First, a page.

This technology includes the use of a new class of molecules (nanomolar ALK2 inhibitor) to impede bone morphogenetic proteins (BMP) signaling for the treatment of Fibrodysplasia ossificans progressiva (FOP). FOP is a rare disease, characterized by malformation of the great (big) toes during embryonic development. Individuals with FOP have identical heterozygous activating mutation (R206H) in the gene encoding ACRV1 (also known as ALK2), a BMP type 1 receptor. This compound was created by replacing a quinoline moeity with a naphthalene moeity which gave rise to a class of molecules that are not susceptible to aldehyde oxidase (AO) metabolism, a major pathway for quinoline-containing molecules. Elimination of this metabolic pathway can have major benefits, such as increased systemic exposure, prevention of potential toxic effects of quinoline metabolites, and avoiding inter-subject variability based on AO polymorphism.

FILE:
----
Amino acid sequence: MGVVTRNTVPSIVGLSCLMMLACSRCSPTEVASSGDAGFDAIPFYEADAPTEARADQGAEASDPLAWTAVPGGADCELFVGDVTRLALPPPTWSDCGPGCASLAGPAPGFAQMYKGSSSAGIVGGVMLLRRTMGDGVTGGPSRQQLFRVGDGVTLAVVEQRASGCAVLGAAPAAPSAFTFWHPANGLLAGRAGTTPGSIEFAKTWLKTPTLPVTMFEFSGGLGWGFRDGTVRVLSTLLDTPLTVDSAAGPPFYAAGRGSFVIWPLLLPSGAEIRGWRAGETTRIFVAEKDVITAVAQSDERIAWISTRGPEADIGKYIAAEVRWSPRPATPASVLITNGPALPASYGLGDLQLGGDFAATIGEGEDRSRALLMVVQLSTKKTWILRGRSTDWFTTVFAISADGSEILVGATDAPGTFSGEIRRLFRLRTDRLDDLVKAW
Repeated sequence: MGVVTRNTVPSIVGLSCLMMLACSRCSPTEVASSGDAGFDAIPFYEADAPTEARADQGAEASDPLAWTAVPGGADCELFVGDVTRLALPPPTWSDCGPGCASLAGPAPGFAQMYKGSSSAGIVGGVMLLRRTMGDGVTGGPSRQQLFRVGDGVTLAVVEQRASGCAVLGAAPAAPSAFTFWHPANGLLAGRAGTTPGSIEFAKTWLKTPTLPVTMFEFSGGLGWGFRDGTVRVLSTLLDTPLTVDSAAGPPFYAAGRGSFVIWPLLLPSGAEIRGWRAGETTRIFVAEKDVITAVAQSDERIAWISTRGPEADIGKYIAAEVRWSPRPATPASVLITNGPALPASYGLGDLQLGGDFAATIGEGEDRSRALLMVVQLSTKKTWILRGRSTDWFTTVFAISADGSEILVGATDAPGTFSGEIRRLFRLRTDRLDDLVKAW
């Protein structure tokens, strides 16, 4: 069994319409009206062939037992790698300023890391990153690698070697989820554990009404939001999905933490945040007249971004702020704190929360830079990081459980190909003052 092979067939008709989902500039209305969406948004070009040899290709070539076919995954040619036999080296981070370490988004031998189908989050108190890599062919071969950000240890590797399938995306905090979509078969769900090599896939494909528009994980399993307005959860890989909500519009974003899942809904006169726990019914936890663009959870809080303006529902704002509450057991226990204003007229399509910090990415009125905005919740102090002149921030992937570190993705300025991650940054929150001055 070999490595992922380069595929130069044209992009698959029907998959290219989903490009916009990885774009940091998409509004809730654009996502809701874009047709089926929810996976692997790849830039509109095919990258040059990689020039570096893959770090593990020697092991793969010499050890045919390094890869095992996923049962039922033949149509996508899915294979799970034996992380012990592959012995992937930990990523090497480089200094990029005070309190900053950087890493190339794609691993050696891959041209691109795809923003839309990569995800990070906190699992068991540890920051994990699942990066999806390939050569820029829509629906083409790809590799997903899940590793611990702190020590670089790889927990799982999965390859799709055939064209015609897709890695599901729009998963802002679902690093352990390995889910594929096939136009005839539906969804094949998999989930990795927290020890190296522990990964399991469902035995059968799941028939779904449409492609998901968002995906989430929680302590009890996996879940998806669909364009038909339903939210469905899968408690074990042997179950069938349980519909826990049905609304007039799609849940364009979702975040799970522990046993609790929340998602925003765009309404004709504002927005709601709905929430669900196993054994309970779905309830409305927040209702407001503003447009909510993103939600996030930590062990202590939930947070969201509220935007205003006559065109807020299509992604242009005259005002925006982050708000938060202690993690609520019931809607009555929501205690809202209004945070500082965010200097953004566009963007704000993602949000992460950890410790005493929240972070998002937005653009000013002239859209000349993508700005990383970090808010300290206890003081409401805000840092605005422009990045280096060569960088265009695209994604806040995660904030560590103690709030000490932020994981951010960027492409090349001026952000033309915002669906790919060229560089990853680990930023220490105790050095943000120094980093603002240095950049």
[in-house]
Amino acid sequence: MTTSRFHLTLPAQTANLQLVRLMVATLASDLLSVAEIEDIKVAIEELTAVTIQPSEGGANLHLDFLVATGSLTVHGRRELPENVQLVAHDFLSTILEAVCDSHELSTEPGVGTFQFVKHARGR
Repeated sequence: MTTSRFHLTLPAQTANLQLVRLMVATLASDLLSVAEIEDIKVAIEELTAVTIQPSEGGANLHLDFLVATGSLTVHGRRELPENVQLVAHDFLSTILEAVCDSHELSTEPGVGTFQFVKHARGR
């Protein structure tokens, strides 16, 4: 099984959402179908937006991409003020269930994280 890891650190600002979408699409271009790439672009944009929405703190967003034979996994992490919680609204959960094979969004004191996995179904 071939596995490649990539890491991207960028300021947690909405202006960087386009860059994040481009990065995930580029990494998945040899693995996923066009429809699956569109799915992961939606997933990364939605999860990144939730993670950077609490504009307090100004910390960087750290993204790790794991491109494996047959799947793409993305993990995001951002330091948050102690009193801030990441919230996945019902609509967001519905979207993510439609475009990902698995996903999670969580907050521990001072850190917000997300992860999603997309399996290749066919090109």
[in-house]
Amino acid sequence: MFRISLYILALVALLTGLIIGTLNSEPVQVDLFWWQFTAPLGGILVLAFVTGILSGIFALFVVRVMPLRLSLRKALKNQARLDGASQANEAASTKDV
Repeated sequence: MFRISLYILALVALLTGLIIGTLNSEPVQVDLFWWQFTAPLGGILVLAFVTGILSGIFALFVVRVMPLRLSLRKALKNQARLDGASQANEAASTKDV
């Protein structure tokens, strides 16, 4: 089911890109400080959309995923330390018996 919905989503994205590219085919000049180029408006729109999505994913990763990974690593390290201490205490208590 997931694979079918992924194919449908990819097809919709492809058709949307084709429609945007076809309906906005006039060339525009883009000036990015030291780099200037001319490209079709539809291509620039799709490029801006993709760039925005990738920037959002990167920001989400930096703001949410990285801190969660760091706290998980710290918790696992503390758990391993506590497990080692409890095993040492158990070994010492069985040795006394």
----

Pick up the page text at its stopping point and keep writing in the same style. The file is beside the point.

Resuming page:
A nanomolar ALK2 inhibitor could conceivably be used as prophylactic, acute, or chronic therapy for patients with FOP.
This therapy is derived from a new, distinct class of compounds and would benefit those suffering from this disorder where there is currently no effective treatment available.